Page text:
Atlantic City Casino Workers’ Battle for Smoking Ban Faces Setback

The anticipated hearing for the lawsuit filed by Atlantic City casino workers seeking a smoking ban has been postponed, marking a significant setback in their ongoing fight for safer working conditions. Initially scheduled for April 25, the hearing has been delayed by two weeks following a request from the New Jersey Attorney General’s office.

Lawsuit Delay Heightens Battle Against Smoking in Atlantic City Casinos

This delay comes amidst a longstanding effort by the Casino Employees Against Smoking Effects (CEASE) and the United Auto Workers (UAW) union to challenge the exemption allowing smoking in Atlantic City casinos. Their lawsuit contends that the exemption violates the principle of equal protection under the law and is unconstitutional.

Expressing frustration over the delay, Pete Naccarelli, co-founder of CEASE, highlighted the continued exposure of tens of thousands of casino workers to hazardous secondhand smoke. He emphasized the urgency of addressing the issue, asserting that the current environment not only poses dangers but also infringes upon workers’ constitutional rights.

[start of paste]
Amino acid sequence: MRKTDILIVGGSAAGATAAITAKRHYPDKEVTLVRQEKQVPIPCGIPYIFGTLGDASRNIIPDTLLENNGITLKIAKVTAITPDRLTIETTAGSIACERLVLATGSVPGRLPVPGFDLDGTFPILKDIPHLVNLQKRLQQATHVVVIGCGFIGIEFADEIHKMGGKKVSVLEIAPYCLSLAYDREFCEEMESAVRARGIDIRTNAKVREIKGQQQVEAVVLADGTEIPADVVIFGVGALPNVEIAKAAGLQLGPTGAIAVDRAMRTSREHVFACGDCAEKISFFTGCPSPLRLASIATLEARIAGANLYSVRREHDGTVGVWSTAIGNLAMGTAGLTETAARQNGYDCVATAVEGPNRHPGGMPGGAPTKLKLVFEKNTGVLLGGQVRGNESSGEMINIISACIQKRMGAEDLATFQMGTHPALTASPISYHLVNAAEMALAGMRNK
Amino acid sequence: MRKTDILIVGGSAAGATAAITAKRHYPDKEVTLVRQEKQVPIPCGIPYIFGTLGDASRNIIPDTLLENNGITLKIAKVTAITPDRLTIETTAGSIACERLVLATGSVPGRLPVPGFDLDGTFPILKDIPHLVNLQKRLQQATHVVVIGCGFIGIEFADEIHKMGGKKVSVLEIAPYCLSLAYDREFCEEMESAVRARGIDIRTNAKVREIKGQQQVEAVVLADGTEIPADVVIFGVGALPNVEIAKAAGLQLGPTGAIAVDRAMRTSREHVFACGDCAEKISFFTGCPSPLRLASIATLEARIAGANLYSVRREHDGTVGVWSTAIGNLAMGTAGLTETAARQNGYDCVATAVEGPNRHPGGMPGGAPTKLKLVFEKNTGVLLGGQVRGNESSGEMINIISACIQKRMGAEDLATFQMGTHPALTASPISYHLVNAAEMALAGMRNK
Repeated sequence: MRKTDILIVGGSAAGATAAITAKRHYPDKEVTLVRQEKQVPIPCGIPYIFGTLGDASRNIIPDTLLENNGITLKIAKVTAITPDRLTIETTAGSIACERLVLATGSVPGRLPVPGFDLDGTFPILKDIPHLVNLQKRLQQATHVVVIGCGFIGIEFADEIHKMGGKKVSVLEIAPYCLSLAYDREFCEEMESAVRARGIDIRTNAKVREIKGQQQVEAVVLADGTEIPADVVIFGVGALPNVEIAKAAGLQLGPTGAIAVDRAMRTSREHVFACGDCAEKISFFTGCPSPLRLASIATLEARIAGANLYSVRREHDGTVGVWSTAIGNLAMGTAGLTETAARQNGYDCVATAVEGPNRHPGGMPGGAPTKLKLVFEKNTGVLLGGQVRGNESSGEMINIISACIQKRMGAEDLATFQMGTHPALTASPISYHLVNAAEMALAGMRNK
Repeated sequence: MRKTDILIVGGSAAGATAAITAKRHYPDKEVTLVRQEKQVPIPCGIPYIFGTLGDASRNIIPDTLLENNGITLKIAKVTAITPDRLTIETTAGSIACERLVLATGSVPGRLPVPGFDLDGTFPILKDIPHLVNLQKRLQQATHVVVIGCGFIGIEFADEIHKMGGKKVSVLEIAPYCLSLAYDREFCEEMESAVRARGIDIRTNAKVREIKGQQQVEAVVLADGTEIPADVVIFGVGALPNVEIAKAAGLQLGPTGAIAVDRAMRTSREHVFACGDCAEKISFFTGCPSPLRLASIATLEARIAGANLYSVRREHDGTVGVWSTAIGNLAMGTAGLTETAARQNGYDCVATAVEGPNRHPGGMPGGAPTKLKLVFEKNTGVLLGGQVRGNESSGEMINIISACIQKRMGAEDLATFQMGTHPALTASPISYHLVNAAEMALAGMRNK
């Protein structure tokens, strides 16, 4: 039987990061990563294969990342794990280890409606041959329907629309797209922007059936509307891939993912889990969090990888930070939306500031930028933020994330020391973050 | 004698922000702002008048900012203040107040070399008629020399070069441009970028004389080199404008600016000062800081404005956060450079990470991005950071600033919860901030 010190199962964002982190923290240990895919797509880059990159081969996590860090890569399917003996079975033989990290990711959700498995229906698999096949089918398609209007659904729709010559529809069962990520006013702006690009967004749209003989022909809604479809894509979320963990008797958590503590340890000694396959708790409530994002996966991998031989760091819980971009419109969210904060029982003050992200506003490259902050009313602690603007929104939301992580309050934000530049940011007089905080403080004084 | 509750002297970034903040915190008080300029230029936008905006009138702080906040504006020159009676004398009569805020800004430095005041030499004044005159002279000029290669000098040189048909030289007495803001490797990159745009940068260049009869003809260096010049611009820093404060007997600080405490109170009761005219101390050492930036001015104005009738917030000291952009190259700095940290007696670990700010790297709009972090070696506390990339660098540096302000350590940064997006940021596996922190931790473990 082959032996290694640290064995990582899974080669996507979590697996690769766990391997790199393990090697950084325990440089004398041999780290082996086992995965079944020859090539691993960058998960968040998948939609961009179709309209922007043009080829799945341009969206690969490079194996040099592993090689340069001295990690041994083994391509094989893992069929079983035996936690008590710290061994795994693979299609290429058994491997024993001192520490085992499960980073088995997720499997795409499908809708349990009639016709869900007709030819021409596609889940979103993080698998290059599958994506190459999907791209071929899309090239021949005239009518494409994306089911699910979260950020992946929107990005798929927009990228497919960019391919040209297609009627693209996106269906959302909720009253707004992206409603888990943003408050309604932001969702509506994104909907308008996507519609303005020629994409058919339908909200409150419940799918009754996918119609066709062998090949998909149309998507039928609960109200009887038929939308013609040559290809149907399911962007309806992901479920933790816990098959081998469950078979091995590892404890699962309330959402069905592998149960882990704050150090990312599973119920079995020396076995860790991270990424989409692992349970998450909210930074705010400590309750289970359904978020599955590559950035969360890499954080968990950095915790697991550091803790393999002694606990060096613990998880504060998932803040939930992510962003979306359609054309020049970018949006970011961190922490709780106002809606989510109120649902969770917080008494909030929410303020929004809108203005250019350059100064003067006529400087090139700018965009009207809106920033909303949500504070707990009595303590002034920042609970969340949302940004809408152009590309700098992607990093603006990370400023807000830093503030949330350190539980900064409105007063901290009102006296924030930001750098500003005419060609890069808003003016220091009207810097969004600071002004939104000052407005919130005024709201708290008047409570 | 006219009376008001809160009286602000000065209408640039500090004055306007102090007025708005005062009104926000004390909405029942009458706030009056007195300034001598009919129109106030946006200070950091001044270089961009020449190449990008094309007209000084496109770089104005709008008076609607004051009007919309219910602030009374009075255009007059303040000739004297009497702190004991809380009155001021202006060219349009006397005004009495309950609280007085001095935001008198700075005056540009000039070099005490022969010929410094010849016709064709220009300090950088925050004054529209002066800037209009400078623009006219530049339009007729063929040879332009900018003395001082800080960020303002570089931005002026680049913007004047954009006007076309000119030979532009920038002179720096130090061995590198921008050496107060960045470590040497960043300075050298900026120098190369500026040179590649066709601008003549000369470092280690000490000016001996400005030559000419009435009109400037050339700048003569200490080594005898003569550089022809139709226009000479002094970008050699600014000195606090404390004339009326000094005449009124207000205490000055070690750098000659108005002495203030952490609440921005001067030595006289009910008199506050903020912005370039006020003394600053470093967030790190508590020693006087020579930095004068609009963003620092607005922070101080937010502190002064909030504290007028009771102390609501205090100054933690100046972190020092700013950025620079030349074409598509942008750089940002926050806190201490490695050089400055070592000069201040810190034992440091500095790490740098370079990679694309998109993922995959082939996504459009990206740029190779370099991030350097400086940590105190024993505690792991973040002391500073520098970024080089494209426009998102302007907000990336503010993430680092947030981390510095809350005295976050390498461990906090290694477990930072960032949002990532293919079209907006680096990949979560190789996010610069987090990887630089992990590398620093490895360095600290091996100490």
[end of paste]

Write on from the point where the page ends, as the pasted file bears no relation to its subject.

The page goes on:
The postponement of the hearing adds another layer of complexity to an already contentious issue. Workers, represented by the UAW, have long advocated for a smoking ban in casinos, citing concerns about their health and safety. 

Similar campaigns in other states such as Rhode Island, Pennsylvania, Kansas, and Virginia have underscored the broader significance of this issue, resonating with workers across the country.

Casinos Maintain Stance Against Smoking Prohibition

Recent financial reports revealing a downturn in physical visits to Atlantic City’s casinos have heightened concerns. However, workers and union leaders assert that implementing a smoking ban is imperative to safeguard the well-being of both employees and customers, viewing it as a crucial step toward addressing the city’s existing challenges.

Earlier this year, Sen. John Burzichelli presented a bill aimed at addressing the grievances of both workers and the casino sector. However, the proposed legislation was heavily skewed in favor of casinos, leading workers to advocate for a comprehensive ban to reject it. 

Despite growing calls for a smoking ban, the Casino Association of New Jersey remains steadfast in its opposition, citing apprehensions regarding its potential impact on competitiveness with neighboring states. Nevertheless, workers are resolute in their pursuit of change through legal means. The quest for improved working conditions has struck a chord across New Jersey, garnering widespread public backing.